'Pangani Six' killer police crew linked to youths' wrongful deaths

Pangani Police Station. [Denish Ochieng, Standard]

Pangani Police Station has recently been in the limelight over links to extrajudicial killings of crime suspects.

In a report released last month, the station was listed as leading in killings by police officers.

Out of the 187 cases of police killings last year alone, officers from the station are said to have killed 30 young men, according to Missing Voices, a lobby group against extrajudicial killings.

“In 2021, every month, with the exception of June, officers from Pangani were accused of murder,” the report said, adding that all the “killer cops” implicated continue operating in the same communities of Mathare, Mlango Kubwa and Eastleigh.

The indictment is faulted by Starehe Sub-County Police Commander Julius Kiragu who accused Missing Voices of coming up with a skewed report to cast the police in a bad light.

Mr Kiragu said those killed were armed and dangerous criminals, adding that no matter what human rights activists say, officers will continue doing their work of maintaining peace and order.

“I went through the report and regretted why there was no effort to establish circumstances under which the shootings occurred. We are trying to trivialise a serious matter involving the lives of our officers who frequently encounter armed and dangerous criminals,” he said.

Even though the police commander defended the officers, human rights activists and residents accuse them of carrying out systematic killings of young men. They point a finger at a group of officers known as the Pangani Six who carry out the killings.

Some of the victims were identified as Peter Irungu, Robert Muriithi, Brian Mang’alu, Kelvin Gitau, popular homeless man Collins and a form four student identified only as Ramadhan.

The Standard was unable to get more names of those allegedly killed by police since relatives and friends are unwilling to talk, citing safety reasons.

“As long as the Pangani Six are still around, I would rather not talk about the incident,” said a woman whose son was shot last year by police in an alleged botched robbery in Mathare.

Ms Benna Buluma, the convener of Mothers of Victims and Survivors Network, says several families in the slums are mourning in silence following the death of their sons killed by the six officers.

“As much as we appeal to our children to stay away from crime, not all youth with dreadlocks are criminals. We are worried that as we head to the elections the killings will increase,” Ms Buluma said.

She found herself in the human rights campaign after she lost her sons Victor and Bernard in 2017 following a crackdown on election protests in Mathare.

Ms Buluma has been leading the crusade for justice for the men killed by police.

The biggest obstacle remains the collapse of cases due to the unavailability of witnesses. In some instances, inquest files are opened but the case slows down.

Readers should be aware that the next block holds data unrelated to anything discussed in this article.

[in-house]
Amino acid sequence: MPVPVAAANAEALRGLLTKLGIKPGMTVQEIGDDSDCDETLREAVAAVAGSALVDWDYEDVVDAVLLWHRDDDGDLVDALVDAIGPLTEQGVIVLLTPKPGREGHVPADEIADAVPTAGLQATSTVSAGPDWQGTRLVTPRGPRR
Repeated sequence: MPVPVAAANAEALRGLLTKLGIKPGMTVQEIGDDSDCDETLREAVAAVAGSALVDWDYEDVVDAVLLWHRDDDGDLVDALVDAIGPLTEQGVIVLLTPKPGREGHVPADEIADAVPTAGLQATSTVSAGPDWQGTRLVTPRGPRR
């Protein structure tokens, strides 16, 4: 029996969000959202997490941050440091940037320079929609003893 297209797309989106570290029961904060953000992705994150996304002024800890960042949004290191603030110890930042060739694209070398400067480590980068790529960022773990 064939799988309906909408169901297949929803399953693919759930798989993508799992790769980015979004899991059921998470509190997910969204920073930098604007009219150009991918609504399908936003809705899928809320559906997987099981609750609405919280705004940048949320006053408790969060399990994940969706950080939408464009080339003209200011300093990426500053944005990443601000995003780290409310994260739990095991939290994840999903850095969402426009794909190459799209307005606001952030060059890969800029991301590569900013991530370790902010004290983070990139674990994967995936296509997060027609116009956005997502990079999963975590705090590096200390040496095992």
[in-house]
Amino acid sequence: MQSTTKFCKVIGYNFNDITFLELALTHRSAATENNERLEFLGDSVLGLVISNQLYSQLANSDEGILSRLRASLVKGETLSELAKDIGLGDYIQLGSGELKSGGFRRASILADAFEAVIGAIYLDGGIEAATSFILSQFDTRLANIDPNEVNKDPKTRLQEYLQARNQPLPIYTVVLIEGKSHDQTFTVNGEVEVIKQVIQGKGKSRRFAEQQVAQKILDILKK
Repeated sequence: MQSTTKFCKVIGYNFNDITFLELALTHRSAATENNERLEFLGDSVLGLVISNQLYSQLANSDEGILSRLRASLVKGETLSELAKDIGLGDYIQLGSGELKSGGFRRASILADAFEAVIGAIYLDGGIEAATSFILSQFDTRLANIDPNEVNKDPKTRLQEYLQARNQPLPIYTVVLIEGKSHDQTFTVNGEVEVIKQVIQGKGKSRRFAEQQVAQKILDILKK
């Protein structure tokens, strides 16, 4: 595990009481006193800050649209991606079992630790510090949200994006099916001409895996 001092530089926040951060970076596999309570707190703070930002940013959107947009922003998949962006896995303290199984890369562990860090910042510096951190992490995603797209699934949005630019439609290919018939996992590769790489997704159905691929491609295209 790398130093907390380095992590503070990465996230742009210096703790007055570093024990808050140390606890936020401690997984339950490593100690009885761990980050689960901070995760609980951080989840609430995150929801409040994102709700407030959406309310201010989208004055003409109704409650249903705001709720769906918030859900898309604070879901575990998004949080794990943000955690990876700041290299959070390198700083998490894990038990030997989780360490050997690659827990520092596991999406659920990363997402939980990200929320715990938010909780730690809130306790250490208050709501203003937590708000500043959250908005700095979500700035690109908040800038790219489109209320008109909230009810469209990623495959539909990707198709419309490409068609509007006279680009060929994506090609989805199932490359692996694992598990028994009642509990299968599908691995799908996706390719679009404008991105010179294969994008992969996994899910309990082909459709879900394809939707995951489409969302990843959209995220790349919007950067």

“For these investigations to progress or cases to succeed witnesses must be guaranteed protection. Most of them don’t testify for fear of being hunted down by police officers who threaten them.”

She said a witness was once forced to flee from Nairobi while another vanished. 

Ms Buluma is calling on police commanders at Pangani Police Station to restrain their juniors from executing young male suspects. 

She said attempts to talk to police chiefs at the station have been met with hostility. Ms Buluma is appealing to the government to withdraw the silent ‘shoot-to-kill-on-sight’ order.

But Mr Kiragu said the police are open to dialogue on the condition that the communities admit there are few criminal elements among them. 

“By pretending that there is no crime in Mathare we shall be missing the point. Not all young men in Mathare are involved in crime, in fact, 90 per cent of them are law-abiding; it is all a small clique that is giving us problems,” he said.

Recounting an incident last year in which a woman was stabbed by a gang, Mr Kiragu said as much as his officers exercise restraint, the criminals are armed and ready to fight when challenged.

Another similar incident, according to the commander, was when a man was shot dead while jogging along General Mathenge Road. “We will not sit and watch as young men engage in crime.” 

On Christmas Day, 2019, Peter Irungu and Brian Mang’alu, both aged 18, were shot by the police, according to witness accounts disputed by then Nairobi police commander Philip Ndolo. He said the two had robbed two people and were shot when they attempted to engage the officers in a fire exchange.

Collins, the popular homeless man, was arrested in April last year and bundled into a Probox. His body which had gunshot wounds was later found at City Mortuary.

Ramadhan, a Kenya Certificate of Secondary Education (KCSE) candidate, was tortured to death. His body was found three weeks at the morgue after he was arrested by people believed to be police officers.

At the time of his arrest, the 17-year-old was at her mother’s kiosk in Eastleigh. A police officer allegedly pounced on him and dragged him away. 

“The boy was never involved in crime. He was a law-abiding child helping his mother to fend for their family,” Ms Buluma said.

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